The White Room
I lie on the bed
in the white room
They sit around me
These strangers with familiar voices
I think we are waiting for something
These strangers, they look at me
They mutter words I don’t understand
A man in a white coat walks in
He stands next to my bed.
He speaks not to me,
but to these strangers
They are talking about me, I know.
About what, I don’t understand.
Irritated, I kick off the covers.
Mother! They chide me and pull them back.
About the poem: This is a poem about dementia, the hallmark of the disease being loss of memory. I write about a scene I came across during my rounds in the hospital—an elderly woman in the advanced stages of dementia is lying on the bed surrounded by her caring relatives. It’s difficult to know what’s going on in the poor woman’s mind because she has lost the ability to speak, even comprehend. Yet it’s apparent she’s unaware of her ailment. She doesn’t even know where she is or who she is with.
Dementia is a syndrome that results in gradual and progressive decline of previously acquired mental abilities that results in a loss of social and occupational functioning and ultimately to loss of independence. It is imperative to distinguish this from normal aging- normal aging never results in loss of independence.
For the diagnosis of dementia there should be impairment in at least 2 of the following-
- memory/learning new information
- executive function (ability to perform usual tasks such as handle finances that one was able to do before
- perception (recognize people, hallucinations)
- motor abilities (ability to write, draw, walk, coordination)
- language, social cognition.
- Alzheimer disease is the most common type (60-80%)
- Vascular dementia (in people who have suffered strokes).
- Lewy body, Parkinson’s dementia, frontotemporal dementia are less common.
- Aging is the major risk factor.
- For vascular dementia risk factors are diabetes, Hypertension, heart disease, smoking and obesity (same as for heart disease).
- Other risk factors include history of head injury, APOE e4 allele, mid-late life depression, alcohol and drug abuse, thyroid disease, Vitamin B12 deficiency, HIV infection.
On the other hand, higher education and occupational advancement can lead to reduced risk or delayed onset of dementia. Dementia also results in reduced life expectancy–an average of 4 yrs for vascular and 8 yrs for Alzheimer’s and Lewy body dementia.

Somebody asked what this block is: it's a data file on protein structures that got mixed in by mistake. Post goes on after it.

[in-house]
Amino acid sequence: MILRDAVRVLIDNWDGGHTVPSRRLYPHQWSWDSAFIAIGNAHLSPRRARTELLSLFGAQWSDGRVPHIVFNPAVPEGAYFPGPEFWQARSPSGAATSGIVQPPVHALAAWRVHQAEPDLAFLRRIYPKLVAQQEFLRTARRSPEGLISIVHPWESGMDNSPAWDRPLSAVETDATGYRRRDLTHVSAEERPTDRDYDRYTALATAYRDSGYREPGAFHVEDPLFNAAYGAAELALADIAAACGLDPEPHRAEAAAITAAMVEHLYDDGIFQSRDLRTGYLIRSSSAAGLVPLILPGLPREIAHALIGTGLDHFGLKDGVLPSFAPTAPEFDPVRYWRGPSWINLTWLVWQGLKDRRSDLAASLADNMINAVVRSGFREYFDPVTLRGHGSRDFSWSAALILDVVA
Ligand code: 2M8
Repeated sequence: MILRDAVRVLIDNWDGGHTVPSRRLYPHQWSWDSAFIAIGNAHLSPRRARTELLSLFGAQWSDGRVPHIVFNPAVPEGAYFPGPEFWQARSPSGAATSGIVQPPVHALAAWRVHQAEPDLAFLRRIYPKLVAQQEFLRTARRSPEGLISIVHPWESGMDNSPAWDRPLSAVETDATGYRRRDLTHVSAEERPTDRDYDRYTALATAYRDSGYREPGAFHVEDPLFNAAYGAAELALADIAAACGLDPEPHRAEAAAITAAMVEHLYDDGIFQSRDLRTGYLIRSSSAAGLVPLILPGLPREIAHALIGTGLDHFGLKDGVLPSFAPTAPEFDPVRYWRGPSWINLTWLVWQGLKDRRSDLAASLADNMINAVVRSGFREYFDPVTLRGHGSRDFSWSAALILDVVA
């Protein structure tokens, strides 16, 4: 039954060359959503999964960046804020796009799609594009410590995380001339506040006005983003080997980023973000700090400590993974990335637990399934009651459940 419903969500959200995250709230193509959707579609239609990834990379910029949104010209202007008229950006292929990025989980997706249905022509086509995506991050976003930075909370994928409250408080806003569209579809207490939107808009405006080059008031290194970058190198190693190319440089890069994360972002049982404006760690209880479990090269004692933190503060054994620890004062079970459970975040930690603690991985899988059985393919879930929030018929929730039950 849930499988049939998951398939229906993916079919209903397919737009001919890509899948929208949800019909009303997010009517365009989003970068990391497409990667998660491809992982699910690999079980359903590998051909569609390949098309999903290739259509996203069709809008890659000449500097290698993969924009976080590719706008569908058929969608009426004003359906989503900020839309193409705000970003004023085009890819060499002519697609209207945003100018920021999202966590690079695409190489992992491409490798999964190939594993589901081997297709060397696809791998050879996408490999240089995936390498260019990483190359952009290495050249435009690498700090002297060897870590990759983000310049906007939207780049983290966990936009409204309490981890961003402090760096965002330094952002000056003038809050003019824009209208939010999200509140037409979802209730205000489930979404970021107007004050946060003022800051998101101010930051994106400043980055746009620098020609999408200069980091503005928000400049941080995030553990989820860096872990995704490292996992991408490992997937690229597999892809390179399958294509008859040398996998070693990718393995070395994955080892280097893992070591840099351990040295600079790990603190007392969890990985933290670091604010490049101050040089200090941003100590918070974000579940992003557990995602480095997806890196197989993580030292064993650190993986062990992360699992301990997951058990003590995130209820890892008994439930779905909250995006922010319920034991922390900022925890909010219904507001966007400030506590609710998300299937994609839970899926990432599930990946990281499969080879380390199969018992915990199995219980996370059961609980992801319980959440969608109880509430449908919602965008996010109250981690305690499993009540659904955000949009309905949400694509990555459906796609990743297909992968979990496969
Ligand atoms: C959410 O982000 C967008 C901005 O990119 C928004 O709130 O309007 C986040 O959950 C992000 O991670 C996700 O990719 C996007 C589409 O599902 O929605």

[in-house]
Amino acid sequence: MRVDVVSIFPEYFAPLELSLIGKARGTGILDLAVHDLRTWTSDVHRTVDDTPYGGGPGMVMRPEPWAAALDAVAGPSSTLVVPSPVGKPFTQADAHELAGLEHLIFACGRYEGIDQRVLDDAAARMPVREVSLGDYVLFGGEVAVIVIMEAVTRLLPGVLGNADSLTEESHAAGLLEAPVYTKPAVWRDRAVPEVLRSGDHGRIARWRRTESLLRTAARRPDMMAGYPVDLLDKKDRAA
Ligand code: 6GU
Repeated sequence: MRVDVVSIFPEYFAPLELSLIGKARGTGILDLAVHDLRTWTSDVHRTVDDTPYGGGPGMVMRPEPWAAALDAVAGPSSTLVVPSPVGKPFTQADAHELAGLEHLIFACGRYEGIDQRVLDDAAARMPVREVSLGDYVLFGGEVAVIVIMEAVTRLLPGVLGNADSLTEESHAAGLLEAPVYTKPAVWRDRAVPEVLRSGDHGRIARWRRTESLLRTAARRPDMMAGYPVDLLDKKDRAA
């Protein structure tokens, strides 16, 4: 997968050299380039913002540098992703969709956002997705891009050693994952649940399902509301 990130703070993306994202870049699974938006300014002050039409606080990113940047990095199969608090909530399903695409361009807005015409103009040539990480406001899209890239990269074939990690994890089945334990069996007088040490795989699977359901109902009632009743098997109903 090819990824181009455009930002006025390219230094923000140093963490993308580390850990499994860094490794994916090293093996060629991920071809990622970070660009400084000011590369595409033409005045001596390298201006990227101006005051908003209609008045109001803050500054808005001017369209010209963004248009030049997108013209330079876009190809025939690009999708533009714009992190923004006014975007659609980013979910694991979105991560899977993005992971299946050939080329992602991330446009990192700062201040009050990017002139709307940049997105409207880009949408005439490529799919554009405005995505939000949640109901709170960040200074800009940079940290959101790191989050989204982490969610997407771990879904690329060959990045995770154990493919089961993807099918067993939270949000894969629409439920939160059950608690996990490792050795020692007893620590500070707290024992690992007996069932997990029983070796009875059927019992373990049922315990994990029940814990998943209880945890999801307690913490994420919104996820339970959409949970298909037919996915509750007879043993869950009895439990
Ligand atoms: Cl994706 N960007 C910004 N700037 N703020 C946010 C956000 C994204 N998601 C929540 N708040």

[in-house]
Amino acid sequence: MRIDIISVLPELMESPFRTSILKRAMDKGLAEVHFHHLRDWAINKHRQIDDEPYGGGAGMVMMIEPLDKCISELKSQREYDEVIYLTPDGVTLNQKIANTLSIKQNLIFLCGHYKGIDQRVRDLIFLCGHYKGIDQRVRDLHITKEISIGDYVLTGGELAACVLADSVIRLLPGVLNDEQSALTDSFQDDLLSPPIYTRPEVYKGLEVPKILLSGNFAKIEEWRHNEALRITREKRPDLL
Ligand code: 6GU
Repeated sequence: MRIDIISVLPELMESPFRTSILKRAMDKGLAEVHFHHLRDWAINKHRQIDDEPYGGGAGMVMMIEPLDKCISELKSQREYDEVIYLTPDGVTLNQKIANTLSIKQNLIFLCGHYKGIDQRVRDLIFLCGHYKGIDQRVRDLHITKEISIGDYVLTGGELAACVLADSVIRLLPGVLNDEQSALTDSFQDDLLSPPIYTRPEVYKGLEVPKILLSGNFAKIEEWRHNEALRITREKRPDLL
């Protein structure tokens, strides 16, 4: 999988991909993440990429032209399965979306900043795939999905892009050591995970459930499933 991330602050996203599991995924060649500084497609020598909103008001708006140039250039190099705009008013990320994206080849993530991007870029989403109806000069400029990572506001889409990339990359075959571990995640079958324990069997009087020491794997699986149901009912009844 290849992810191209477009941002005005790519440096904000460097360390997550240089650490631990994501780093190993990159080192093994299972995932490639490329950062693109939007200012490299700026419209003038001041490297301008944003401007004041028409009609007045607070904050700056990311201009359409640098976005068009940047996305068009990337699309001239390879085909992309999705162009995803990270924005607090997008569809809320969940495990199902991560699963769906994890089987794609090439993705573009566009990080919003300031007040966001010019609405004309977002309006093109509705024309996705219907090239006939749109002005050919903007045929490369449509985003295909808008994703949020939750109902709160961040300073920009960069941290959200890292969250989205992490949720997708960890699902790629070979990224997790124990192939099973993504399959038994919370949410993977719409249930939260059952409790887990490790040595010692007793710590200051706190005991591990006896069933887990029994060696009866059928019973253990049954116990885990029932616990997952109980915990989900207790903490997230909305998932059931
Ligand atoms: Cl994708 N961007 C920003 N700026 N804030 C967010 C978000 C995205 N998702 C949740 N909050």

Dementia can be devastating not just for the person affected but for the family and the society as well. Imagine the pain of watching your loved one deteriorate from a happy functional person to someone who is dependent on you for everything including simple things like feeding and bathing.
Therefore, if you are aware of someone who is:-
- missing appointments and arriving at the wrong time/date all the time
- is not able to follow instructions
- is losing weight
- is failing to thrive
- has new or worsening depression and or anxiety
- is exhibiting changes in behavior, poor judgment, loss of initiative
he or she could have dementia and it is important gets an evaluation. Particularly to rule out conditions which are associated with dementia and can be potentially reversed.
Though at present there is no specific pharmacologic treatment that can halt or reverse neurodegeneration there are a few drugs that have been shown to slow down the symptoms of dementia. What is most important is understanding what a loved one with dementia is going through and providing them support and a loving and safe environment.
Here is an excellent website that provides guidance for caregivers.
Please join my Facebook Group HealthWise to know more about dementia and other health conditions and learn about nutrition and other things that can help you live a long and fulfilling life.
I am Dr. Simi K. Rao, a board certified internist and hospitalist currently practising in the Denver area, CO, USA. I have a special interest in preventive medicine. I am also a published author of four novels. My newest book of poems and short stories ‘Under the Shade of The Banyan Tree’ was published in October, 2019. Learn more about me at https://simikrao.com//